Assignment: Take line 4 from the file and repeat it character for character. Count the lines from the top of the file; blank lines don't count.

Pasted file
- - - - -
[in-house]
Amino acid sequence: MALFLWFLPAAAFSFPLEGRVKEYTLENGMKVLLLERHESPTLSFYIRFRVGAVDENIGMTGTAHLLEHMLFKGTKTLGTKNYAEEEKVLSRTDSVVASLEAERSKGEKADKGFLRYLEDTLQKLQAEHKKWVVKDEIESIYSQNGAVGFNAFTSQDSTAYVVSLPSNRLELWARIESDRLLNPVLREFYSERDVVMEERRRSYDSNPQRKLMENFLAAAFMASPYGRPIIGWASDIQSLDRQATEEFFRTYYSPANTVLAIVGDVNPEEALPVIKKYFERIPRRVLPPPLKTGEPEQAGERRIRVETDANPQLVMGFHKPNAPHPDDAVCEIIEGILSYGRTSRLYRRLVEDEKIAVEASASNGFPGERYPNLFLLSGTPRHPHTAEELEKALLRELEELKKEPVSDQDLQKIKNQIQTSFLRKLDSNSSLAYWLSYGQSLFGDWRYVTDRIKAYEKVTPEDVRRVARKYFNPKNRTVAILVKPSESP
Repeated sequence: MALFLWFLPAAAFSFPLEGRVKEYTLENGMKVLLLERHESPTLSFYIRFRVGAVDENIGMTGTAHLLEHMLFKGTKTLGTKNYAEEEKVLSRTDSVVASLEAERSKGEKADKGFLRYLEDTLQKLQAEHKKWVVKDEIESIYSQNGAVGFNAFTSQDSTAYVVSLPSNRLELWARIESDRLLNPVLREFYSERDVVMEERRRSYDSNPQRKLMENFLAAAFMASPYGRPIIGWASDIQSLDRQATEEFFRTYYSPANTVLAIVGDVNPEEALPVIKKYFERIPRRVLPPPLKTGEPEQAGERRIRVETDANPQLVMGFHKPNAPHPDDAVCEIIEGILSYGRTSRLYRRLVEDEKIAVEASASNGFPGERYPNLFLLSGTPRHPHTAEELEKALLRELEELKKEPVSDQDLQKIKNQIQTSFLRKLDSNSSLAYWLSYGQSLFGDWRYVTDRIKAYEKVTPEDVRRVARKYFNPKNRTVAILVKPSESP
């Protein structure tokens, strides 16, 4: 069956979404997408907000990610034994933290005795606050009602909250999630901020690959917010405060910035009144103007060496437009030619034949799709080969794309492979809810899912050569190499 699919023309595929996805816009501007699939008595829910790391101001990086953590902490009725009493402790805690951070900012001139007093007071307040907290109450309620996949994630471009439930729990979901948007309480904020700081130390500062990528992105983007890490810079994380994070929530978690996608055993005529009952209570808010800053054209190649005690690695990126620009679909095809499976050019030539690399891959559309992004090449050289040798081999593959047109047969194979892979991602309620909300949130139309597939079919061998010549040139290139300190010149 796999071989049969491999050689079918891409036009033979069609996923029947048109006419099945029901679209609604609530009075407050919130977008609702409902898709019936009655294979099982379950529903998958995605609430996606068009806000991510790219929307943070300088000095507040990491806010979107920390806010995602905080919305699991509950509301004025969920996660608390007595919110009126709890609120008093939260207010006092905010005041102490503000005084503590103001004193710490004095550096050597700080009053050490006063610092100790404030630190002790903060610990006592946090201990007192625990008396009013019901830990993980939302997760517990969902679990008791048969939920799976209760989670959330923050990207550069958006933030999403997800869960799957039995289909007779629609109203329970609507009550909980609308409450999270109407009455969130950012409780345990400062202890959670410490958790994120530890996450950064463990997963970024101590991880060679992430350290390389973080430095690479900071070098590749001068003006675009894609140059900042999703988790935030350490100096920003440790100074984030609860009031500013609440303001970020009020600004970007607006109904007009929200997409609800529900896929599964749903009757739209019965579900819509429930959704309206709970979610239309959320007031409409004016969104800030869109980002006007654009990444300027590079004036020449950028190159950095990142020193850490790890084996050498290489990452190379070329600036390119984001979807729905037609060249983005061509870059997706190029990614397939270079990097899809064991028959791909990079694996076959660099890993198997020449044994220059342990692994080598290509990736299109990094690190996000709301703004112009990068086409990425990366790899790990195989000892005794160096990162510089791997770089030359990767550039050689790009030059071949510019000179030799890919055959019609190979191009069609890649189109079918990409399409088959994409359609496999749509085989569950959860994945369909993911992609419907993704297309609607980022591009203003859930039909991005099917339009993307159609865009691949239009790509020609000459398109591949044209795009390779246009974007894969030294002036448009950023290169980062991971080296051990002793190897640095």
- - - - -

């Protein structure tokens, strides 16, 4: 069956979404997408907000990610034994933290005795606050009602909250999630901020690959917010405060910035009144103007060496437009030619034949799709080969794309492979809810899912050569190499 699919023309595929996805816009501007699939008595829910790391101001990086953590902490009725009493402790805690951070900012001139007093007071307040907290109450309620996949994630471009439930729990979901948007309480904020700081130390500062990528992105983007890490810079994380994070929530978690996608055993005529009952209570808010800053054209190649005690690695990126620009679909095809499976050019030539690399891959559309992004090449050289040798081999593959047109047969194979892979991602309620909300949130139309597939079919061998010549040139290139300190010149 796999071989049969491999050689079918891409036009033979069609996923029947048109006419099945029901679209609604609530009075407050919130977008609702409902898709019936009655294979099982379950529903998958995605609430996606068009806000991510790219929307943070300088000095507040990491806010979107920390806010995602905080919305699991509950509301004025969920996660608390007595919110009126709890609120008093939260207010006092905010005041102490503000005084503590103001004193710490004095550096050597700080009053050490006063610092100790404030630190002790903060610990006592946090201990007192625990008396009013019901830990993980939302997760517990969902679990008791048969939920799976209760989670959330923050990207550069958006933030999403997800869960799957039995289909007779629609109203329970609507009550909980609308409450999270109407009455969130950012409780345990400062202890959670410490958790994120530890996450950064463990997963970024101590991880060679992430350290390389973080430095690479900071070098590749001068003006675009894609140059900042999703988790935030350490100096920003440790100074984030609860009031500013609440303001970020009020600004970007607006109904007009929200997409609800529900896929599964749903009757739209019965579900819509429930959704309206709970979610239309959320007031409409004016969104800030869109980002006007654009990444300027590079004036020449950028190159950095990142020193850490790890084996050498290489990452190379070329600036390119984001979807729905037609060249983005061509870059997706190029990614397939270079990097899809064991028959791909990079694996076959660099890993198997020449044994220059342990692994080598290509990736299109990094690190996000709301703004112009990068086409990425990366790899790990195989000892005794160096990162510089791997770089030359990767550039050689790009030059071949510019000179030799890919055959019609190979191009069609890649189109079918990409399409088959994409359609496999749509085989569950959860994945369909993911992609419907993704297309609607980022591009203003859930039909991005099917339009993307159609865009691949239009790509020609000459398109591949044209795009390779246009974007894969030294002036448009950023290169980062991971080296051990002793190897640095």